I believe that God speaks to us all.  I believe that God fiercely desires us and fiercely loves us.  I think we often forget this, or never learn it in the first place, because there is much suffering in the world.  The suffering distracts us, and we become lost in shadow.  We try to find our own way out of the darkness, but because we as humans are so limited we inevitably trek deeper into the gloom.  Because of this, our Father places things and people into our lives that are singularly purposed to remind us of Him. They are glimpses of light in a dark world; they are beacons meant to lead us away from darkness, to guide us back home.  Typically these are those things that move us beyond our capacity to name or fully comprehend the feelings they stir. Once we begin to respond to and follow these signals, we begin to see that God is in everything, and the world becomes much less dark.  For me, this is where art comes from: seeing what the light of Heaven is illuminating.

The day my daughter was born was the day I realized God wanted my attention.  This was the first time in my life, I think, that I “truly” began to write. I tried to write before, to create music, to draw, but I always did it selfishly.  I wanted people to be amazed at my profound abilities. I wrote about what I thought people would think was “deep.” I wanted to be recognized for being talented. I was trying to find my own way out of the shadows.

Then, God revealed to me what it actually means to create.  When I held my daughter for the first time, and as I got to know her for the first few weeks of her life, God began to open up entire cosmos in my soul. Every time I looked at her, I felt spiritual atoms splitting. The inspiration to write, for me, comes from God revealing his presence in small, but confounding, ways. Through my daughter I get glimpses of Heaven, and I get to experience a fraction of the love that my creator has for me. When I experience these moments, I write.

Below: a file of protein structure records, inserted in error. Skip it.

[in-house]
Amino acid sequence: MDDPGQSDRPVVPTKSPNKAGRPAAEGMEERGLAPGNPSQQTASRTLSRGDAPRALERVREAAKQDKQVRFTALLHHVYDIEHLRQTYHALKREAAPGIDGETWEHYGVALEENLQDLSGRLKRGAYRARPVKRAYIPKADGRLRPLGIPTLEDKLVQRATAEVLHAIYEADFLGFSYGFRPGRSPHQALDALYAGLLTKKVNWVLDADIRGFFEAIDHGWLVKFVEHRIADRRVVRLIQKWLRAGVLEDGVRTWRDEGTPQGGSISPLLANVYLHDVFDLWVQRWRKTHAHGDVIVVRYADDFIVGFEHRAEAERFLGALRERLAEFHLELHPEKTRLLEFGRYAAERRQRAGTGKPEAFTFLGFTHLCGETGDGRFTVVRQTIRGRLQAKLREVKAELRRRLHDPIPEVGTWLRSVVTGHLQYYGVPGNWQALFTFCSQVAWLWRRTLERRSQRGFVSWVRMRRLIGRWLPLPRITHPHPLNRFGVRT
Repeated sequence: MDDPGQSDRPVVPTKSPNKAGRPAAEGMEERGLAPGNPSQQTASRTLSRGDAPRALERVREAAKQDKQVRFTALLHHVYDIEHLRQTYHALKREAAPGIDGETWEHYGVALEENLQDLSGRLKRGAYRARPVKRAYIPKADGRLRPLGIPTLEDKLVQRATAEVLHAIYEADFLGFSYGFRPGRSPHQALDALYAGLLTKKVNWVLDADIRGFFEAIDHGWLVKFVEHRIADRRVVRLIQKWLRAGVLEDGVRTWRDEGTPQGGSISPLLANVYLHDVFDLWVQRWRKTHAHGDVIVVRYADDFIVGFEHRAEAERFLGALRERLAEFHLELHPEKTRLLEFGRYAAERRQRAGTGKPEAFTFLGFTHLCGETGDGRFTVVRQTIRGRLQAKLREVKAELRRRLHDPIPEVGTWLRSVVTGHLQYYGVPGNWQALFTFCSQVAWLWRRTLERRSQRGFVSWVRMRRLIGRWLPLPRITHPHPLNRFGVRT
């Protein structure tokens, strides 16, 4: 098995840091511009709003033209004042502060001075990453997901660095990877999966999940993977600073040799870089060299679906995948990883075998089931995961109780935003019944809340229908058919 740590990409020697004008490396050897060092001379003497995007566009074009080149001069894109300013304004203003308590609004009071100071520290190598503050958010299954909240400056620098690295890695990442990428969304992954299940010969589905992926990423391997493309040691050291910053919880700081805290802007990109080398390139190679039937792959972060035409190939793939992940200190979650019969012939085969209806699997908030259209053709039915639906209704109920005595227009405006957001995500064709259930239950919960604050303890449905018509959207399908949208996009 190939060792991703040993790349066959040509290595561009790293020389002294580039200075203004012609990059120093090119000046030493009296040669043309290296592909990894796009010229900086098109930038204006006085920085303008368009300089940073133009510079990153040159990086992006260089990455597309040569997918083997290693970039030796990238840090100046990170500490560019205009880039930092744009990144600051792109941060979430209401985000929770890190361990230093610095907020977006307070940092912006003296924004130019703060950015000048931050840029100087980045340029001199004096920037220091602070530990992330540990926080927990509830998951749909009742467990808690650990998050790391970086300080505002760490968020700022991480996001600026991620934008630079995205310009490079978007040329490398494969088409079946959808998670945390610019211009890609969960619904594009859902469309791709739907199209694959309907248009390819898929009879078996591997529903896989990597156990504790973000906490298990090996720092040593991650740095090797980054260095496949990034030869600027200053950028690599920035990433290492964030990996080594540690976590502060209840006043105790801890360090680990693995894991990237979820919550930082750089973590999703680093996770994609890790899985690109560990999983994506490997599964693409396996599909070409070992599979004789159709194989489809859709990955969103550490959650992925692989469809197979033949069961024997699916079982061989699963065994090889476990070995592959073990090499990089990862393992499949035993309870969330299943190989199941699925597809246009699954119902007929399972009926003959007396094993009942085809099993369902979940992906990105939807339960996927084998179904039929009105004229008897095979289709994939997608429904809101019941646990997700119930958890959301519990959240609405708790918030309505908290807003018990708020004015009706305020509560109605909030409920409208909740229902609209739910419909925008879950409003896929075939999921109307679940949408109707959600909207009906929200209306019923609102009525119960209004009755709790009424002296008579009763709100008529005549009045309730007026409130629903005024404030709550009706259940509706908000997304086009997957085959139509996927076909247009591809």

“Literature adds to reality; it does not simply describe it. It enriches the necessary competencies that daily life requires and provides, and in this respect, it irrigates the deserts that our lives have already become.”  -C.S. Lewis

Enjoy the video.  The music was written and recorded by some very good friends of mine, Blackbird Cathedral.

-Mike


April is Full of Blessings

It’s National Poetry Month, so today I have decided to put up some things I would like to share with you. Today’s post is a bit long, but I hope it will be worthwhile.

To begin with, I would like to recommend a few poets and books of poetry you should check out.  The first is my absolute favorite collection of poetry, Sailing Alone Around the Room by Billy Collins.